A benign (non-cancerous) brain tumour is a mass of cells that grows slowly in the brain. It usually stays in one place and does not spread.
Generally, brain tumours are graded from 1 to 4, according to their behaviour, such as how fast they grow and how likely they are to grow back after treatment. Grade 1 tumours are the least aggressive and grade 4 are the most harmful and cancerous. Cancerous tumours are described as "malignant".
Low-grade brain tumours – grades 1 or 2 – tend to be slow-growing and unlikely to spread, so they're usually classed as benign. These tumours aren't cancerous and can often be successfully treated. However, they are still serious and can be life-threatening.
These pages focus on low-grade brain tumours. For information on grade 3 or 4 brain tumours, see the separate topic on high-grade (malignant) tumours.
The symptoms of a low-grade or benign brain tumour depend on how big it is and where it is in the brain. Some slow-growing tumours may not cause any symptoms at first.
Common symptoms include:
See your GP if you have persistent symptoms of a brain tumour. While it's unlikely to be a tumour, it's best to be sure by getting a proper diagnosis.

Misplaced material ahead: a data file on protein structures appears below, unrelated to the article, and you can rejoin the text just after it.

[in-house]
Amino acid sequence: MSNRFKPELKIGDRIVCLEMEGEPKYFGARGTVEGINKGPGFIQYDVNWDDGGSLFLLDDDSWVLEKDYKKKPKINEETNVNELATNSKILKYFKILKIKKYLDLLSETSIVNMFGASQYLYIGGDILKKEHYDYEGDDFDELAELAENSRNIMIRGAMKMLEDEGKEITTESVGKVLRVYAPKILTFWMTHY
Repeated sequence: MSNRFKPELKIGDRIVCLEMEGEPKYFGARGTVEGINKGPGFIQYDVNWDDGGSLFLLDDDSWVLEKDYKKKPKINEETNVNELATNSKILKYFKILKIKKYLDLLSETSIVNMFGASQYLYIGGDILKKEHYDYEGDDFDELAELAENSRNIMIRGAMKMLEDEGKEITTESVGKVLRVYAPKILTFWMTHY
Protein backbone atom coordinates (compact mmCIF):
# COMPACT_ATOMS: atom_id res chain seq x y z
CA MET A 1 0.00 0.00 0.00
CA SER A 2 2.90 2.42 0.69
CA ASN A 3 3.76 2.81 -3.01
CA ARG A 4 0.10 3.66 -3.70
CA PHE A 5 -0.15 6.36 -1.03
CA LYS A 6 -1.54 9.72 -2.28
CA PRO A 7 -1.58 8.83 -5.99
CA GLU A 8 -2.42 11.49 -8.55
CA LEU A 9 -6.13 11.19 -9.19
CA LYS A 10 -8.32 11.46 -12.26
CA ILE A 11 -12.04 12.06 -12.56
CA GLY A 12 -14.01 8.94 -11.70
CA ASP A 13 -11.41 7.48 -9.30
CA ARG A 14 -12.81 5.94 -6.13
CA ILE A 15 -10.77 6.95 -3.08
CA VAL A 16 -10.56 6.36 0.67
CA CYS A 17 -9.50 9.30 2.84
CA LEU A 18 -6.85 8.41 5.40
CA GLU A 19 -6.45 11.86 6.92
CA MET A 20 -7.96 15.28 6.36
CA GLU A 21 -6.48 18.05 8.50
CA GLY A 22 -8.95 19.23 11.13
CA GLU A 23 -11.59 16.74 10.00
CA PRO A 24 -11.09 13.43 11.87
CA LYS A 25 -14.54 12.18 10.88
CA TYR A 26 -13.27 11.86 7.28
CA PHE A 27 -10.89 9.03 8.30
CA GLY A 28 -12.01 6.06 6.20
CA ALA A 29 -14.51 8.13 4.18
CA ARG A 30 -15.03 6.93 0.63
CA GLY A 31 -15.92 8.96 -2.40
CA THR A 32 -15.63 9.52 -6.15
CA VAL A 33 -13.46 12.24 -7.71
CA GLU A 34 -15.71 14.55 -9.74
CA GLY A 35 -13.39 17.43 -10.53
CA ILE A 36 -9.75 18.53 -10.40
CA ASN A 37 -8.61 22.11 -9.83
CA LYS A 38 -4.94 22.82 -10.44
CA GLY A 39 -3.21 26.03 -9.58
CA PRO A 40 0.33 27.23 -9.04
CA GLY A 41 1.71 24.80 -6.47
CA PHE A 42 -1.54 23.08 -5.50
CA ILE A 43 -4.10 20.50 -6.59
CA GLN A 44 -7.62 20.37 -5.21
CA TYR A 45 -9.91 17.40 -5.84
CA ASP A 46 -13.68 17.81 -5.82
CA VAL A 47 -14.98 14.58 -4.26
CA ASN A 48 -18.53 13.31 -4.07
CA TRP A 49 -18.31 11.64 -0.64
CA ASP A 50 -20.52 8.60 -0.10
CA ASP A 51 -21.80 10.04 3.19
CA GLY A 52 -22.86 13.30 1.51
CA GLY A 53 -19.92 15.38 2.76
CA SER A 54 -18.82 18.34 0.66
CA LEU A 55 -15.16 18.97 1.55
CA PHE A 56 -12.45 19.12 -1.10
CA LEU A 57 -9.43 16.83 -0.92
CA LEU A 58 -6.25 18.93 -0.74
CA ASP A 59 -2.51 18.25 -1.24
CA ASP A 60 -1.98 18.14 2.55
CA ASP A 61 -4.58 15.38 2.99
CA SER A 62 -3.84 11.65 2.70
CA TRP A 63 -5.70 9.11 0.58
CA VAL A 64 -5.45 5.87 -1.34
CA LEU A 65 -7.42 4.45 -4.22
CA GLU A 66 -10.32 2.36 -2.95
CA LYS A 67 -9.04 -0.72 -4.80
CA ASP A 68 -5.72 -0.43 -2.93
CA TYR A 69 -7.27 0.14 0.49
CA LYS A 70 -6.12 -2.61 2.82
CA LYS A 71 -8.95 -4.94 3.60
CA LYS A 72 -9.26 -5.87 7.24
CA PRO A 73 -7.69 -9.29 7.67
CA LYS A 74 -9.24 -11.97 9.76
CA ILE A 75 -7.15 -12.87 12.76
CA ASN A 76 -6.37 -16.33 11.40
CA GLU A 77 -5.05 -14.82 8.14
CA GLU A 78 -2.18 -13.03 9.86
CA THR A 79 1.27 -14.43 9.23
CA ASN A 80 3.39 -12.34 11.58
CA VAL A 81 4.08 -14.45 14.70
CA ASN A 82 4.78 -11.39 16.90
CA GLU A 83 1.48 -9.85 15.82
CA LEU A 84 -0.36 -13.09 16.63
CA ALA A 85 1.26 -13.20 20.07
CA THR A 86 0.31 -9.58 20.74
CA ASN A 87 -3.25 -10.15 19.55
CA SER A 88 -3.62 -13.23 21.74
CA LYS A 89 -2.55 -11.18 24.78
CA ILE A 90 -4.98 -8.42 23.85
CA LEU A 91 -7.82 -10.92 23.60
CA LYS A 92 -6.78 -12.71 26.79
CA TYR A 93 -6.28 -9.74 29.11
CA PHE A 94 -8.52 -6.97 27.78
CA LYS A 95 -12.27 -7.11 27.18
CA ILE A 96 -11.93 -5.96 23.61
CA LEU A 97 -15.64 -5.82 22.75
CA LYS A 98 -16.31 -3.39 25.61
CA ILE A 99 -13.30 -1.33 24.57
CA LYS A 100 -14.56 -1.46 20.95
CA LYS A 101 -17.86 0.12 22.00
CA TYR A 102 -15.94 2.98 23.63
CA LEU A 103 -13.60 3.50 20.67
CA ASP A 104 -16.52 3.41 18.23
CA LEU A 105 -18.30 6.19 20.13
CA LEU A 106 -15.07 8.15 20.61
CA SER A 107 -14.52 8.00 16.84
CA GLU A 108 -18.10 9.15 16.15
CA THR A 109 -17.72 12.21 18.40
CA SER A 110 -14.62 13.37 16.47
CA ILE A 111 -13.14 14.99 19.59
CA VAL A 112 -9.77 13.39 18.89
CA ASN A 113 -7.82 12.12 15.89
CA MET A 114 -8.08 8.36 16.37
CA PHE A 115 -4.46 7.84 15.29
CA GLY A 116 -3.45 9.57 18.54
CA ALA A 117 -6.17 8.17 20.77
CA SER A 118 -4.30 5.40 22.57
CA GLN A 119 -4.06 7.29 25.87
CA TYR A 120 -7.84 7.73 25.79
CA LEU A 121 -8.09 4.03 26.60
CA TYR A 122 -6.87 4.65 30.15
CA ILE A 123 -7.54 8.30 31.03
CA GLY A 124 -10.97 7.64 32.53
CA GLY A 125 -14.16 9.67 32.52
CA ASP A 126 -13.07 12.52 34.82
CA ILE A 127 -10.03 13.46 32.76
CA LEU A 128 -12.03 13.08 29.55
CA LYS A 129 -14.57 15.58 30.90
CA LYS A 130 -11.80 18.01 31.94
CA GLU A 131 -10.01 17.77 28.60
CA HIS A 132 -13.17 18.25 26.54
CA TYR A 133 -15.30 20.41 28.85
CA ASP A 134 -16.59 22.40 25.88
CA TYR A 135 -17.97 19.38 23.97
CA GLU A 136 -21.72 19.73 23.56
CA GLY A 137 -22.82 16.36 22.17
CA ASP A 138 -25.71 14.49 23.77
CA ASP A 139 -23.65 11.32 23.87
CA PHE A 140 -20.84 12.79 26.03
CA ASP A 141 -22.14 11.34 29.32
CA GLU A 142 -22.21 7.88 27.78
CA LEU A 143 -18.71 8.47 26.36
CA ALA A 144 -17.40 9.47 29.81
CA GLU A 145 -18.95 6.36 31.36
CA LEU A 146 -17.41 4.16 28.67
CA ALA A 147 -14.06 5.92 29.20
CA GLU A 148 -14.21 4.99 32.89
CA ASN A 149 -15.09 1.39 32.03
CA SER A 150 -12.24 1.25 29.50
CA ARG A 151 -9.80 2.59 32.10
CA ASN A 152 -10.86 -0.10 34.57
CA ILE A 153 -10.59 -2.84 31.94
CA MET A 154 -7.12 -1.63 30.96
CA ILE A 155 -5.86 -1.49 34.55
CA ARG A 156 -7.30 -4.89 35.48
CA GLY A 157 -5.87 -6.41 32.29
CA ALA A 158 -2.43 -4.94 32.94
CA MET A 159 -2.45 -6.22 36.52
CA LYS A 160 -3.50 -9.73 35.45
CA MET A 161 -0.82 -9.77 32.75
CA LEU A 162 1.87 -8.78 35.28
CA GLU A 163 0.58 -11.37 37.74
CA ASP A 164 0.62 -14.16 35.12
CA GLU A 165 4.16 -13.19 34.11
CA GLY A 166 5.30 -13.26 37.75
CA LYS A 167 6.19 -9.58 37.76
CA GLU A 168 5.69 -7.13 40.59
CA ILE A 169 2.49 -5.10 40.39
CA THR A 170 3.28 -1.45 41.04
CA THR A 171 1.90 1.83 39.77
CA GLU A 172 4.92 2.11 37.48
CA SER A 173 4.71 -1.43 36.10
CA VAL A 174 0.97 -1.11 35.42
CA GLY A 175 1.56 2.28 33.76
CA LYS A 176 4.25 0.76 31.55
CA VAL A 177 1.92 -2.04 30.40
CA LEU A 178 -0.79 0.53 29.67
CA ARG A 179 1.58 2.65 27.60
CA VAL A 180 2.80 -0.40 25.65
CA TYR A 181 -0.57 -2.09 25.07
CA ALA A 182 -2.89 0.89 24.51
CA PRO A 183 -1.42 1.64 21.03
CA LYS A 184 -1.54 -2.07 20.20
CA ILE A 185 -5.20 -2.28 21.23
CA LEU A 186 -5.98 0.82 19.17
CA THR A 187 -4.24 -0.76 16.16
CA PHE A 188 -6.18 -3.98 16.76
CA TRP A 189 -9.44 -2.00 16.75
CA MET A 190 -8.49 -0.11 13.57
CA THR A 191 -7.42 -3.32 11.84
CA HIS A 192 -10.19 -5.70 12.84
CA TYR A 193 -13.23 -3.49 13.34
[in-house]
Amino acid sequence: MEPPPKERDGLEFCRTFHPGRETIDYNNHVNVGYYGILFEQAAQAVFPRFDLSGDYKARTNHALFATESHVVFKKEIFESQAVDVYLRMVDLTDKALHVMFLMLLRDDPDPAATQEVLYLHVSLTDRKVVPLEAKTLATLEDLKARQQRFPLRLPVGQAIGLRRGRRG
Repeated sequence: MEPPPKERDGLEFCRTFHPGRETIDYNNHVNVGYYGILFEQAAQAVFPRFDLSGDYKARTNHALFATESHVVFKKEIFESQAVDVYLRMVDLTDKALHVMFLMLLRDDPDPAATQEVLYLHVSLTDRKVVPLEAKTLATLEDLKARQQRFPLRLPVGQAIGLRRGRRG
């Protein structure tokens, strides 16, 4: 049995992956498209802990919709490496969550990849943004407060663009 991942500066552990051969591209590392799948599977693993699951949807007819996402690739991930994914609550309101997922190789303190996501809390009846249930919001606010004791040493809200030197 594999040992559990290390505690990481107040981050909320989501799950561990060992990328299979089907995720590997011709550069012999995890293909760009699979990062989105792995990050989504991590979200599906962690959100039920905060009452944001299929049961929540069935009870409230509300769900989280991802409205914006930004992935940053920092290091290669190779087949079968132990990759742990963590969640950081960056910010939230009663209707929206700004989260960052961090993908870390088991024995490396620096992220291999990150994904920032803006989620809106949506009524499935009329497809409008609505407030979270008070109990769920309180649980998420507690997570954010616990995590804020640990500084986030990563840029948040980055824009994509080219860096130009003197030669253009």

There are many different types of benign brain tumours, depending on the type of brain cells they have grown from. Examples include:
Brain tumours can affect people of any age, including children, although they tend to be more common in older adults.
About 4,300 people are diagnosed with benign brain tumours in the UK each year. The majority of these are low-grade gliomas.
In most cases, it's not clear why a person has developed a brain tumour, although it's thought that certain genetic conditions and previous radiotherapy treatment to the head may increase the risk of one developing.
Read more about the causes of benign brain tumours.
Treatment for benign brain tumours depends on the type and location of the tumour, and your outlook will depend on whether the tumour grows back and whether it mutates (changes).
Many benign brain tumours can be surgically removed and don't come back once they have been removed. However, some tumours can grow back or may become cancerous.
If surgery is not suitable, or it's not possible to remove the entire tumour, you may need other treatments such as radiotherapy and/or chemotherapy to destroy the abnormal cells in the brain.
Read more about treating a benign brain tumour.
After treatment, you may be left with some persistent problems, such as seizures, difficulty walking, or speech problems. In these cases, you may need supportive treatment to help you recover from or adapt to these problems.
Many people are eventually able to return to most of their normal activities, including sports and work, but this can take time.
You can be referred to a counsellor if you want to talk about the emotional aspects of your diagnosis and treatment. There are also many organisations that can provide information and support, such as The Brain Tumour Charity and Brain Tumour Research.
Read more about recovering from treatment for a benign brain tumour.